Backyard Biology

Nature stories from my backyard and beyond

Nature Stories

Deer Flies Revisited

Thursday, July 18, 2013

It is that time of year again when a walk outdoors is quickly turned into a torture trek by attacking deer flies. A Nature Story in September of 2009 discusses the deer fly and talks about a way to control them.
A recent ten minute walk around my house netted me 70 deer flies, so I thought it might be helpful to repost that nature story. If you are bothered by deer flies and what to know what to do about them, read on:

The Isles of Shoals in the springtime is a magical place. This group of nine islands six miles off the coast of Portsmouth, NH is a birders paradise, a stopping place for birds migrating across the open ocean. Appledore Island, the largest of the islands is also the site of a college campus. A visit to the campus in the spring presents one with a rather strange sight. Outside every door of every building is a pile of sticks.
Appledore Island is, before all else, a gull nesting island. Both black-back and herring gulls nest on this tiny island by the thousands. In fact, during the height of breeding season, one would be hard pressed to walk 20 feet without stepping on a gull egg or chick. Obviously the parent gulls are none too thrilled with this situation and they do what many other parent animals do - they attack. Dive bomb would be a more precise term. They aim at the highest point of the intruder, the head. A peck on the head from a sharp gull’s beak is sufficient to give one a nasty gash and draw blood.
To walk anywhere on Appledore Island is to be attacked by gulls. So whenever possible, it is wise to walk next to a much taller person. When this is not possible, a gull stick is the next best remedy. Since the gulls attack the highest object, a stick held above the head attracts the gull’s ire. And beak. Whenever leaving a building for a walk across the island, it is wise to grab a stick from the pile outside each door and give the gulls a target higher than your head.

My back yard in the summer is a magical place. This three acre plot of land in Pembroke is a naturalist’s delight, including a field, hemlock forest, swamp and river. And like Appledore Island, my back yard is also the home of a dive bomber. This dive bomber is much smaller than a gull, but just as likely to draw blood, and all for the benefit of its offspring.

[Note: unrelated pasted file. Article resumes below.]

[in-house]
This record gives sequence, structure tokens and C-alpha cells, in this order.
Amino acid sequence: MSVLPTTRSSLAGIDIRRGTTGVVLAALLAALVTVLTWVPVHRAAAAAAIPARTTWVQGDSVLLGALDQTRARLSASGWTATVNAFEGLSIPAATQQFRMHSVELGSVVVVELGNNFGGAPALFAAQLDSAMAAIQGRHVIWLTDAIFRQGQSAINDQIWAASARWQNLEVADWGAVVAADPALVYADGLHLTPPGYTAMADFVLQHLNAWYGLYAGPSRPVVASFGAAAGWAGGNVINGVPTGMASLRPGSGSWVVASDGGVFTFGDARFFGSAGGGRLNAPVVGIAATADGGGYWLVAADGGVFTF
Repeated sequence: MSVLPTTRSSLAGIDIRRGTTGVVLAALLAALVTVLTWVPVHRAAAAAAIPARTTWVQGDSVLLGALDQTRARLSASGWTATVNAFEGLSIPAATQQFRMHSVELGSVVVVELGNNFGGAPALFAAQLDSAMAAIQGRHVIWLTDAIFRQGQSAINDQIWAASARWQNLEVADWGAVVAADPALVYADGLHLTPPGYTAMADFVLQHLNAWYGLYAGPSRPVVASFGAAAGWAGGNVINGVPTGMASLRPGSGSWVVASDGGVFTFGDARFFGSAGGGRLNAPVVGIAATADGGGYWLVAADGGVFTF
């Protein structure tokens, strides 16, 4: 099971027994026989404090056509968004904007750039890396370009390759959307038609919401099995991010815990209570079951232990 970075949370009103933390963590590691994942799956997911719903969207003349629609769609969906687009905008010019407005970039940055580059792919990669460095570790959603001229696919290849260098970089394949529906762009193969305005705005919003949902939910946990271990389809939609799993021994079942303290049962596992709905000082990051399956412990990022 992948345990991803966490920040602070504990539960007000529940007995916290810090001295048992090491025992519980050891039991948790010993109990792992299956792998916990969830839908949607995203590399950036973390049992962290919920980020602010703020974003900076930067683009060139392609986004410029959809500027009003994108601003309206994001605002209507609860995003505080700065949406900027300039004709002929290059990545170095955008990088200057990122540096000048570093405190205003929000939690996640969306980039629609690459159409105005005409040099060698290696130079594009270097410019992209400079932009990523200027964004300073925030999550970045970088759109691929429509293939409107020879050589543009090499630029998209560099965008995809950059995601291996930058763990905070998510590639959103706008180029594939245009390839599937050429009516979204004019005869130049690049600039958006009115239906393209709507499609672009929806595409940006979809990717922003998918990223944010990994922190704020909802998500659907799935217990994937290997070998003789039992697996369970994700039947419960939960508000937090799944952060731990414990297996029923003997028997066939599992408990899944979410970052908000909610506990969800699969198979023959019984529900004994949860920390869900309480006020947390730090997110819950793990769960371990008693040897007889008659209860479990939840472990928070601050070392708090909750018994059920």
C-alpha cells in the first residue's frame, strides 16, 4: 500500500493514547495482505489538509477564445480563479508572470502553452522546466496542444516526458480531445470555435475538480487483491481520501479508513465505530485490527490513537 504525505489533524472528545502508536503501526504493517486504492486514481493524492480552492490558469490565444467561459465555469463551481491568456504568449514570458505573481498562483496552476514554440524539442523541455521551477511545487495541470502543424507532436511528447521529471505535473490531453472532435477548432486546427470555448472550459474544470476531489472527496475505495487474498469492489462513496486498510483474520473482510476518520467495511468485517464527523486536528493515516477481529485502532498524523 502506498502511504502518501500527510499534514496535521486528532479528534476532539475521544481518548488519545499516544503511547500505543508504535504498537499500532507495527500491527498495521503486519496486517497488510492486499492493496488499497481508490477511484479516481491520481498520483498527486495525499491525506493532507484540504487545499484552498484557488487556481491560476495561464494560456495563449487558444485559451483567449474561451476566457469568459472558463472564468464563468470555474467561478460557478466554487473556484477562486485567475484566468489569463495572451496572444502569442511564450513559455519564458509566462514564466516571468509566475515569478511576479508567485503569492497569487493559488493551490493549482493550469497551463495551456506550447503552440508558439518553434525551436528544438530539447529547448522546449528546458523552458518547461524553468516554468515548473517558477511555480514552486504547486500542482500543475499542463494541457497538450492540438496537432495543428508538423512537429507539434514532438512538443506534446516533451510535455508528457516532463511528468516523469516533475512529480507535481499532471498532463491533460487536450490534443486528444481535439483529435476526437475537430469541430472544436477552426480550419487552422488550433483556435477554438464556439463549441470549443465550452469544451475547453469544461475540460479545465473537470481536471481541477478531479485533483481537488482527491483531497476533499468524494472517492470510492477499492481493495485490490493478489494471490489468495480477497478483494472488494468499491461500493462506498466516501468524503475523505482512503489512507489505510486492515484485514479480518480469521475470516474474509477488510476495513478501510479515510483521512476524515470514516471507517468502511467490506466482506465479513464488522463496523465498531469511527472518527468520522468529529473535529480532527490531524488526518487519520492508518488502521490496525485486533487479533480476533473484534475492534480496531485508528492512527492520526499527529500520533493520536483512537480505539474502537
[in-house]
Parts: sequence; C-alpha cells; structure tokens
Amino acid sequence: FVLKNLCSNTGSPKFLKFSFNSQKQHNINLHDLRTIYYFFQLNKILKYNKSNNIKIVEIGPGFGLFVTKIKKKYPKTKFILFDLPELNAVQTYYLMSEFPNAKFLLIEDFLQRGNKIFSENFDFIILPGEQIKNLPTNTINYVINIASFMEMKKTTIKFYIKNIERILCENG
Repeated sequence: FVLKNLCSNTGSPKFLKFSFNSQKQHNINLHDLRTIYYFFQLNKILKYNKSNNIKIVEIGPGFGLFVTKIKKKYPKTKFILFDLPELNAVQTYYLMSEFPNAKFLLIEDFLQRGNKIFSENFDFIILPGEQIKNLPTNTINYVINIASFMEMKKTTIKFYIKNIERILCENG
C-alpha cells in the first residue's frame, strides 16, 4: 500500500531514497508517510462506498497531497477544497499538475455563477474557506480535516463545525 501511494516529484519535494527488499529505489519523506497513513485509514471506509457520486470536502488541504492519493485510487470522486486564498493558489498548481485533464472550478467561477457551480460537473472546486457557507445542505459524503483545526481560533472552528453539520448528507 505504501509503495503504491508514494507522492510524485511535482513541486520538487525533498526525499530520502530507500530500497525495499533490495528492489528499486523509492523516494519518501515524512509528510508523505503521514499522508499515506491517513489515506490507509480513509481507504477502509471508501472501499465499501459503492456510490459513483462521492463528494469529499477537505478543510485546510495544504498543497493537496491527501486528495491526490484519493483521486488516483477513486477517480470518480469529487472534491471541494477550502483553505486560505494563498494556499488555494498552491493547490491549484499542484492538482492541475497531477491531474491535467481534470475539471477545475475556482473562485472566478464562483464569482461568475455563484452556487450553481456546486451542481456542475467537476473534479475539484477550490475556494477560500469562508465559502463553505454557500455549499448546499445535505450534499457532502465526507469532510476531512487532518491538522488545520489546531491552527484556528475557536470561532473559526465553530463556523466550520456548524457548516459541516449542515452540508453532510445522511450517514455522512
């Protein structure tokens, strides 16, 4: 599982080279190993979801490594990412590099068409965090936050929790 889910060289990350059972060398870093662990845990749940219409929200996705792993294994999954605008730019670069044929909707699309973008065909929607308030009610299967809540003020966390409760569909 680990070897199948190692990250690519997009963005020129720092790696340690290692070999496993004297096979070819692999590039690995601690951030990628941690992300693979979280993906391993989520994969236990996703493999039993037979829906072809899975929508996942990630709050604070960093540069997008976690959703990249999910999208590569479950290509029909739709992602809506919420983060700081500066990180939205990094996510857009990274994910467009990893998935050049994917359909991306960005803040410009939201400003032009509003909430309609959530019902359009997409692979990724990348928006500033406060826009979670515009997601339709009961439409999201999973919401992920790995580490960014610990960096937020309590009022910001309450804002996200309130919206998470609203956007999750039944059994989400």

Like the mosquito, the female deer fly needs a blood meal to help her eggs develop. And like the mosquito, it is only the females that bite. However, where the mosquito will insert a needlelike mouth and suck blood, the deer fly cuts open the skin and laps up the blood. This hurts!
Deer flies are ambush predators. They sit in the vegetation and wait til they see moving prey. Then, like the gulls, they will attack the highest point of their prey - the head. For some reason, they like to circle the head and buzz it for a while before landing for a meal. Sometimes, they will start their attack at the edge of the woods and continue their head buzzing as I cross the field until they find a suitable place to bite or until I reach the house and I escape unscathed. As can be imagined, a healthy crop of hungry, dive-bombing deer flies following you around the back yard can quickly turn paradise into purgatory, if not worse.

In the past, I have had two techniques for dealing with deer flies, neither one very satisfactory. The first is to swat at the flies and to slap at my head where I think they have landed. And since I am paranoid about getting bitten, I am always slapping my head. This technique is not very effective although very entertaining for my neighbors (watching from a screened porch).
The second is to wear a lot of clothes, including a hat. Offering as little naked skin as possible reduces the possible feeding surfaces for the fly, and the hat makes the head buzzing less annoying. This second technique is more effective than the first, but not very comfortable on a hot summer day.

A while ago, I learned a third technique for dealing with these pesky flies. In this technique, deer fly cupit is the dive-bombing habit of the deer fly that will be its undoing. And it employs a “deer fly” stick. To make the stick, a large plastic cup (research shows that blue is the optimal color) is placed upside-down on the stick. The cup is covered with Tanglefoot, a sticky material. Any deer fly buzzing the cup will stick - forever. (Editors note: I cover my cup with fluy paper. When the fly paper is completely covered with deer flies, it is easily removed from the cup and a fresh piece of fly paper added.)

A trip to my neighborhood this summer should present one with a rather strange sight. Outside every door of every building, expect to see a pile of sticks with blue cups attached. And many deer flies attached to the cup. And me once again able to enjoy the delights of my back yard.

for more information on the deer fly trap, check out the web site:
http://ufinsect.ifas.ufl.edu/deerfly_trap.htm